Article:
For nearly a century, Rolex has supported pioneering explorers, pushing back the boundaries of human endeavour. Since the 1930s, Rolex Oyster Perpetual watches have accompanied individuals to the highest mountains and to the ocean depths, serving as precise reliable tools.

In turn, these groundbreaking expeditions proved to be the perfect “living laboratory” for the brand to test and develop its timepieces. The expeditions and projects have transitioned to drawing attention to the planet’s fragility as well as catalase and design solutions to the Earth’s environmental challenges.

One of the Hope Spots off the Gulf of California, as part of Dr Sylvia Earle’s Mission Blue Expeditions, in partnership with Rolex

Through the Perpetual Planet campaign, Rolex has contributed to the preservation of 17 ecosystems that are crucial for biodiversity and for the human communities that depend on them.

These include the Mamirauá Sustainable Development Reserve in the Brazilian state of Amazonas, the Sierra Gorda Biosphere Reserve in Mexico, the Atlantic forests in Brazil and the Gran Chaco in South America. The brand has also assisted Laureates to help protect 23 endangered species, such as the Amur tiger, the hornbill, the tiny seahorse and the great whale shark.

Ocean explorer Dr Sylvia Earle on her Mission Blue initiative, in partnership with Rolex

The Rolex Perpetual Planet campaign has three pillars: leading ocean explorer Sylvia Earle’s Mission Blue initiative to protect the oceans through a network of marine protected “Hope Spots”; the Rolex Awards for Enterprise that recognises individuals with projects that advance knowledge and protect the well-being of mankind and the environment; and its long-standing partnership with National Geographic.

Since 2010, Earle has inspired communities and governments to shield marine life that is at risk from humanity. These “Hope Spots” are areas of the oceans designated as being vital for preservation: from the range of diversity a particular site displays or its significance as a home to endemic, rare or endangered species, or places where local communities rely on a healthy marine environment for their survival.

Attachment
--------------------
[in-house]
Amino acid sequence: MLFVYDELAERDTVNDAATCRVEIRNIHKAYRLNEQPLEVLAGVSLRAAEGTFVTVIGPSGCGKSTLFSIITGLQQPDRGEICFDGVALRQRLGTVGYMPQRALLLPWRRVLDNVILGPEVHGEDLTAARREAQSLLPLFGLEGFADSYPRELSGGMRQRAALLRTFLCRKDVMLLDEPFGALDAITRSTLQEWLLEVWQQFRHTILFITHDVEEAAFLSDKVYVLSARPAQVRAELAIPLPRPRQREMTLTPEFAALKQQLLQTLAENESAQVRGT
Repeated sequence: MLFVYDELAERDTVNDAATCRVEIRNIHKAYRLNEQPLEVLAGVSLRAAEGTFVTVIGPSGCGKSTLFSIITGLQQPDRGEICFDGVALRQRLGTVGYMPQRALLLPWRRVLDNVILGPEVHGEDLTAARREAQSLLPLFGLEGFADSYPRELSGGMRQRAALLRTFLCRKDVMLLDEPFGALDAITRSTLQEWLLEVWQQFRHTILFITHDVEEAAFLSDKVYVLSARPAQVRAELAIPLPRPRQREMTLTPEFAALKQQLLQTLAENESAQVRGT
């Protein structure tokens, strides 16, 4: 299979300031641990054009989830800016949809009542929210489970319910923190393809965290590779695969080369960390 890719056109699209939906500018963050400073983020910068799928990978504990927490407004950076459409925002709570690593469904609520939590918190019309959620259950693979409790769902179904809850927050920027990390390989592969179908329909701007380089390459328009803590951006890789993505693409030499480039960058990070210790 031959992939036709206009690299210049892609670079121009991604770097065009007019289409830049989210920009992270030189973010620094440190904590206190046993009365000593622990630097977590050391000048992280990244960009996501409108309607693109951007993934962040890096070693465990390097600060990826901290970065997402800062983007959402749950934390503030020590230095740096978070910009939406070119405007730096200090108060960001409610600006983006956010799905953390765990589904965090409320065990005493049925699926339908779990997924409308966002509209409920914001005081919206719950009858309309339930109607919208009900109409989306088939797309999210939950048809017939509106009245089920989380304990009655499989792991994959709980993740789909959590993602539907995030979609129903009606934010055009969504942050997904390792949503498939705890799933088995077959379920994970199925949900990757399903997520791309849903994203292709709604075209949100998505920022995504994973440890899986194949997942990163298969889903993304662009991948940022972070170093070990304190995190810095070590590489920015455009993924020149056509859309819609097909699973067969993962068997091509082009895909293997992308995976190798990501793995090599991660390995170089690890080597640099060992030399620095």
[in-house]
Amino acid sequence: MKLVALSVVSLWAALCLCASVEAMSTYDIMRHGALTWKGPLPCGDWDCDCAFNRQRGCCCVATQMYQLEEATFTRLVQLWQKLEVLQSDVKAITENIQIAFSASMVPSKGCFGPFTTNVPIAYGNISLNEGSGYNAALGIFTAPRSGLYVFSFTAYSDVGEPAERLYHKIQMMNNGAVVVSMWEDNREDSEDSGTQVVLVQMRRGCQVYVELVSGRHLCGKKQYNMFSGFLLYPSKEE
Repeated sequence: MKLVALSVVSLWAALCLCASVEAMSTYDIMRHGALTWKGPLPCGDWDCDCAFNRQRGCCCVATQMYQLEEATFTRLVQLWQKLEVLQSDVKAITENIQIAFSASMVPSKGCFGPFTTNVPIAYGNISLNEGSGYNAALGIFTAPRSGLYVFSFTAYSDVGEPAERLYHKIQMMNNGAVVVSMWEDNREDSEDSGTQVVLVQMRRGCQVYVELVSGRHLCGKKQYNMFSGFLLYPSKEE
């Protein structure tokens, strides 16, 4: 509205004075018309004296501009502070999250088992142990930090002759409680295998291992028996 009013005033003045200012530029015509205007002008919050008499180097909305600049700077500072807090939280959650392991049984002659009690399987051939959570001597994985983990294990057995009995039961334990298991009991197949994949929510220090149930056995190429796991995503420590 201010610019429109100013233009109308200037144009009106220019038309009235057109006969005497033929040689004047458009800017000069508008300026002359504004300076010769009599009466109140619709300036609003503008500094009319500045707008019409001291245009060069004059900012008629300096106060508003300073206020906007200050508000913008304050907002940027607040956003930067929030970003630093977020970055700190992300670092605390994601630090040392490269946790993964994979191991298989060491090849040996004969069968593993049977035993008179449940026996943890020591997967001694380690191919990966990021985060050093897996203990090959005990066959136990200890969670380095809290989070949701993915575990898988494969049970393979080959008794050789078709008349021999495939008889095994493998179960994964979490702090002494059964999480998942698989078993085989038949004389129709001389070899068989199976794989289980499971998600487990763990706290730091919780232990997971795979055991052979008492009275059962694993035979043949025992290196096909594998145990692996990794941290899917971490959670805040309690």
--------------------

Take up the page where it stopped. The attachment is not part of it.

2014 Rolex Awards Laureate Francesco Sauro explores caves in the mountains of Amazonia to find clues to the evolution of life

The number of Hope Spots has increased from 50 to 112 since 2014 with the support of Rolex. Currently, eight percent of the oceans are protected, and Earle aims to protect 30 percent of the world’s oceans by 2030.

The biennial Rolex Awards for Enterprise, on the other hand, pays tribute to those with new and ongoing projects anywhere in the world that deserve support for improving lives or protecting the world’s natural and cultural heritage – an endeavour the brand has going on since 1976, with 140 individuals already in the alumni.

A member of the Rolex and National Geographic Society Perpetual Planet Extreme Expedition at Khumbu Icefall, Mount Everest

Lastly, for Rolex’s partnership with the National Geographic Society, the brand will enhance its long-standing partnership with them to promote exploration and conservation.

The partnership will harness world-renowned scientific expertise and cutting edge technology to reveal new insights about the impacts of climate change on the systems that are vital to life on Earth. The Society has supported bold people and transformative ideas for more than 130 years, making valuable contributions to exploration, science and conservation.

This article was first published in the August Man Malaysia April 2020 issue

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